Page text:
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Approximating Headphone Volume Output (dB)

Discussion in 'Sound Science' started by tinyman392, Dec 21, 2011.
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  1. Jensigner
    Thanks for the useful comments and reference. I'll check it out.
    dBL as in:
    "Unweighted sound pressure level is called "linear sound pressure level" and is often written as dBL or just L"  (wiki info).
    I didn't measure the rms voltage with a voltmeter. I wrote an application which uses a high-end sound card and samples at 24bit/96kHz and computes the real rms voltage and calibrated with a precision voltage source. It seems to be accurate (~ 10%) up to 20kHz.
  2. xnor
    Oh okay, so the Vrms figure is more or less accurate, but that doesn't necessarily translate well to perceived loudness or measured weighted SPL. There's also still the problem with headphone frequency response.
  3. Jensigner
    Yes I agree with that. I think the only useful comparison (and it is only at one frequenc so is really of limited practical use and give a very rough idea of overall "loudness") is the spec'd dbSPL at 1 kHz for either 1 mW or 1Vrms. Being a Physicist, I like to "assume it's a sphere" :)  
  4. AbsoluteZero
    Interested in these things but still confused.
    First, I am feeding my music through an Apex Glacier which says the following in Maximum Output : 3.3V RMS into 15 Ohms; 2.14V RMS into 33 Ohms. Anyone care to decipher what that means and also which numbers can I extract as information?
    The Apex Glacier manual also stated that each step on the wheel is exactly 2 dB so is it correct if I assume this to be linear instead of logarithmic in the calculation? (there are 32 steps, I listen at around 10 to 16 steps)
    Also I have a headphone with 102 dB SPL/mW, 60 ohms impedance if anyone would kindly help me find my loudness number [​IMG].
    Thanks guys!
  5. xnor
    Specs on ttvj website say:
    Maximum output: >2.6V RMS into 150Ω; >1.7V RMS into 32Ω
    Maximum gain:  0dB, 10dB, or 20dB, ±<0.5dB
    Maximum input level: 2V RMS
    So with a 2V source you don't need any gain (0 dB) in order to reach (close to) max output into 60 ohms.
    102 dB SPL/mW = 114 dB SPL/V
    so at full volume: 120 dB SPL (+6 dB because of 2V source)
    at step 29: 114 dB SPL (120 - 3*2)
    at step 16: 88 dB SPL (120 - 16*2)
    at step 10: 76 dB SPL (120 - 22*2)
    This is with a full-scale 1 kHz tone. Real music will have a lower average SPL, but can have short term peaks reaching close to those numbers.
  6. Jensigner
    Assuming roughly that at 60 ohm load, we have ~ max output voltage of 3.3Vrms, then here are some results:
    A 2 dB step per volume increment means the output voltage factor is reduced by a FACTOR of 0.794  (or the POWER is reduced by a factor of 0.631).  So, these are the output voltages (pure sine wave) and assuming Z(1 kHz) = 60ohm with 102 dBSPL/mw or 114 dBSPL/1Vrms @ 1 kHz:
      10 setting:  21 mVrms      (22 dB below max setting)  giving  80 dBSPL at 1 kHz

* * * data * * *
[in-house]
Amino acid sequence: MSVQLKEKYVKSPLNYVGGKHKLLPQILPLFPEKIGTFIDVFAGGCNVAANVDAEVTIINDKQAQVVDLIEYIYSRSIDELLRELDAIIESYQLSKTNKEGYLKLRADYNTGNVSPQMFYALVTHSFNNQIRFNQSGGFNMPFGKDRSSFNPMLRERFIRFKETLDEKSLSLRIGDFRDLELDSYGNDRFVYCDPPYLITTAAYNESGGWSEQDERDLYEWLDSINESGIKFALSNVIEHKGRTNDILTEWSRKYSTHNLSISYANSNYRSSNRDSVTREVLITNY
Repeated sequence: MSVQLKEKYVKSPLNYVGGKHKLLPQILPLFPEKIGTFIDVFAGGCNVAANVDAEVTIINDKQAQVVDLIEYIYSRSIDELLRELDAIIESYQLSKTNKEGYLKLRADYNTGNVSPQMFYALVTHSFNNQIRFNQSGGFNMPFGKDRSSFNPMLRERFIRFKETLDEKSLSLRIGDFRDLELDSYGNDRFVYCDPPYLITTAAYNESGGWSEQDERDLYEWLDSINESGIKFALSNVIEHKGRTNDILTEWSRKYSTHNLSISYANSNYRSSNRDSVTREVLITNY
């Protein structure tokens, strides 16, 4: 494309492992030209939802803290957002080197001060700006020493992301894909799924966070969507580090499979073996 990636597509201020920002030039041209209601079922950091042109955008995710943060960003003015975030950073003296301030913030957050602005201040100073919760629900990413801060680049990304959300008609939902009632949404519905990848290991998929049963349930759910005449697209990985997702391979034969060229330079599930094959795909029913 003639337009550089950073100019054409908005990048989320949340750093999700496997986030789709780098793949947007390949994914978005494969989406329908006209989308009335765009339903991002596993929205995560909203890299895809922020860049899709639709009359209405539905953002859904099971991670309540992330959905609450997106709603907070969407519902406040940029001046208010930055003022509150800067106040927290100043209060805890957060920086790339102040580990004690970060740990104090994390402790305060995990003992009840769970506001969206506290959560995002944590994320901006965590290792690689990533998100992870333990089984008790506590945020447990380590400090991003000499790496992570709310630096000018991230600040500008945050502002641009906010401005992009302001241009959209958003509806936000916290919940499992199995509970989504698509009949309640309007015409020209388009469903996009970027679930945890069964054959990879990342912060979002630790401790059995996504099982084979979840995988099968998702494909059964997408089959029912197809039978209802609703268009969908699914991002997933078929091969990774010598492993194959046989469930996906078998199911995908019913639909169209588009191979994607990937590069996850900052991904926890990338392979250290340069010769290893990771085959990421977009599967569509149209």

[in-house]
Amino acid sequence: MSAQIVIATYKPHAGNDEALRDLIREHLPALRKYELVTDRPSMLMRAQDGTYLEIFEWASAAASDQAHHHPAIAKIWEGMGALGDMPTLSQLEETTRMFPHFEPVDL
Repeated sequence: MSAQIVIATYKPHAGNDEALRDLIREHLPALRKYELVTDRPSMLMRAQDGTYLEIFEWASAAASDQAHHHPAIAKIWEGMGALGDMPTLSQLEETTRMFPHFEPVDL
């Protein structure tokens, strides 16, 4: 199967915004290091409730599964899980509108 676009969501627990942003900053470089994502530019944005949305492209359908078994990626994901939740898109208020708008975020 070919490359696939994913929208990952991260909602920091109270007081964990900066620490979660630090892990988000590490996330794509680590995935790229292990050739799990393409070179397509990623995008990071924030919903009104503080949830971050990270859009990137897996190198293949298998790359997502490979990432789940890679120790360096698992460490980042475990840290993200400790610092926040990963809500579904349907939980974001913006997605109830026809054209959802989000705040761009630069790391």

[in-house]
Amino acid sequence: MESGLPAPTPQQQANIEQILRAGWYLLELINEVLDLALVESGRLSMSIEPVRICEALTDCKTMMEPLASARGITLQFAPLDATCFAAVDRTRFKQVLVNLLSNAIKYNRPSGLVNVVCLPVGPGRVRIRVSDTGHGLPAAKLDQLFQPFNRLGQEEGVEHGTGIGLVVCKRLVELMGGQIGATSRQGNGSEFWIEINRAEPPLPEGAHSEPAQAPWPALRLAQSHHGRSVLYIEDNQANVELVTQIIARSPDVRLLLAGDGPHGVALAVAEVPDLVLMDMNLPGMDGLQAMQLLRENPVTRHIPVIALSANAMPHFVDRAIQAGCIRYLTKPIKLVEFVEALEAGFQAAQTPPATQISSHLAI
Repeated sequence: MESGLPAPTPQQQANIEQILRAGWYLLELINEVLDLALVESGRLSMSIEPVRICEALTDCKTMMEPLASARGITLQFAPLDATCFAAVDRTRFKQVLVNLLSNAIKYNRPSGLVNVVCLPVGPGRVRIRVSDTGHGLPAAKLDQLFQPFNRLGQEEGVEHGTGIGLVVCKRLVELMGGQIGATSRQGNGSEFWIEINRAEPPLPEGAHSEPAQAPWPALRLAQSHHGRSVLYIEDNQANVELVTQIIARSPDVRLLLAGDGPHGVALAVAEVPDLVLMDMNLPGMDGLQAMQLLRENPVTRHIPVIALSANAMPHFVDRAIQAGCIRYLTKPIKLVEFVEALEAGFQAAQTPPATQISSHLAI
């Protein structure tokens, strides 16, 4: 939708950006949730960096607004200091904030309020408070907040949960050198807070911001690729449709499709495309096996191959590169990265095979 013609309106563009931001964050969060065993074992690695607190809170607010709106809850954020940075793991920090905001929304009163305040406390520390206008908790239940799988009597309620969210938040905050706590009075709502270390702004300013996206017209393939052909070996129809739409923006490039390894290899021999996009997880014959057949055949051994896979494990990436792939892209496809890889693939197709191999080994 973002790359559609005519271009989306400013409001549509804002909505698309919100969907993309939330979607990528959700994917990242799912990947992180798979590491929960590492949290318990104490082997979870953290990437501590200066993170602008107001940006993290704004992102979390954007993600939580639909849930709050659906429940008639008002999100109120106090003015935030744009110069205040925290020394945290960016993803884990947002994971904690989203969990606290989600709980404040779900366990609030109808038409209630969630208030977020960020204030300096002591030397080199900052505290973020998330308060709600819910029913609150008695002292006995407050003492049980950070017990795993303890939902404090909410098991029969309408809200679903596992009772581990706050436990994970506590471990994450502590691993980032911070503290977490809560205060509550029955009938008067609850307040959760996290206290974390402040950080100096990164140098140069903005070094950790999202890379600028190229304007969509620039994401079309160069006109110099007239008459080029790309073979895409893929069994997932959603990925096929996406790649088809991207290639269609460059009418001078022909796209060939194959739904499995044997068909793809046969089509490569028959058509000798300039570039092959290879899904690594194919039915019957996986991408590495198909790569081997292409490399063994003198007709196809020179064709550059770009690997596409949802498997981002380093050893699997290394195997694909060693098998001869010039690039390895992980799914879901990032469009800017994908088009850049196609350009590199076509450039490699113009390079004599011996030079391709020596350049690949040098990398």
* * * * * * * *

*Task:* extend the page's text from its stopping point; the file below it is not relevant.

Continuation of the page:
16 setting:  82 mVrms      (16 dB below max setting)   giving 92 dBSPL at 1 kHz
    Result using this calculator:   http://www.jensign.com/S4/calc.html
  7. AbsoluteZero
    Thanks guys for the calculations, I am starting to understand these things currently.
    Now I can calculate for my other headphonesin my inventory, cheers!
  8. Jensigner
    Glad to help out in some way. Related to audio level, I recently have built some basic gear to verify audio specs (typically "A-Weighted in a 20 kHz BW" noise and S/N) of some audio equipment I have. This is a very interesting area and opinions are strong (as you can see from the references I include):  http://www.jensign.com/AWeight/
  9. luisdent
    I haven't read this whole thread, but I see a potential flaw in this calculation.  If you use all the variable and figure out your decibel level that you are supposedly listening to, how do you determine the level of the music as well?  In other words, the result of this calculation tells you the potential max db level you're listening to, but some songs are quieter than others.  If you change nothing with the volume, but switch to a quieter track this calculation won't reflect that (unless I missed something).  So if track two is 20db quieter than track one, how do you know how loud either track is?  Is this formula based on listening to a song that is a wall of 100% db of noise?  Just curious...
  10. xnor
    His old calculations were completely wrong. It's best to ignore them.
  11. luisdent
    Is there any way to know your db without a measurement device?
  12. xnor
  13. Farhan Zulkipli
    Hello Tinyman. I'm 15 years old and not experienced in these things. Be nice to noobs hey :) Anyway, I've been having this tinnitus for the past few days and have not managed to go to school yesterday and today. I use a First Gen FIIO X3 and I listen to it on around 60/120 volume although i go higher on my computer do to it being to softer. I was wondering, what is the max volume it can go to with a Brainwavs HM5. specs for both devices are here
    Brainwavs HM5- https://www.amazon.com/Brainwavz-HM5-Studio-Monitor-Headphones/dp/B006MA9XXM
    Fiio x3 First Gen - http://www.fiio.net/en/products/41/comparisons and http://ohm-image.net/opinion/audiophile/sound-quality-review-fiio-x3
    Please oh please help me. I am so paranoid right now.
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